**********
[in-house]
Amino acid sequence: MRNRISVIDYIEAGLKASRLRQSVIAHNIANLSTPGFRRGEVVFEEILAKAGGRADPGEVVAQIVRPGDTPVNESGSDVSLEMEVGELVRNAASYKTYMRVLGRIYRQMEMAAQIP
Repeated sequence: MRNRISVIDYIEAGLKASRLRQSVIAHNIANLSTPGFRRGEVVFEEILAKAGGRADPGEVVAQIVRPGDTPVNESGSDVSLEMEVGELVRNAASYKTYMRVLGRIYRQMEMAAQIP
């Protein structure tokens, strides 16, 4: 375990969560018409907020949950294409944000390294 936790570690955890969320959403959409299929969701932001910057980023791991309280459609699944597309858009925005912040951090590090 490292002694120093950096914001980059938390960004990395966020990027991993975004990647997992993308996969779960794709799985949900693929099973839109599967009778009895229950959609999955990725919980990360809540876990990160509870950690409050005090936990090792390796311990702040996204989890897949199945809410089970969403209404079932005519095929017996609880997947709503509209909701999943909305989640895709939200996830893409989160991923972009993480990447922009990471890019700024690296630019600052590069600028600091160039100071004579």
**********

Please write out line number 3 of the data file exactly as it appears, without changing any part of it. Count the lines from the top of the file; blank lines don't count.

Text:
Repeated sequence: MRNRISVIDYIEAGLKASRLRQSVIAHNIANLSTPGFRRGEVVFEEILAKAGGRADPGEVVAQIVRPGDTPVNESGSDVSLEMEVGELVRNAASYKTYMRVLGRIYRQMEMAAQIP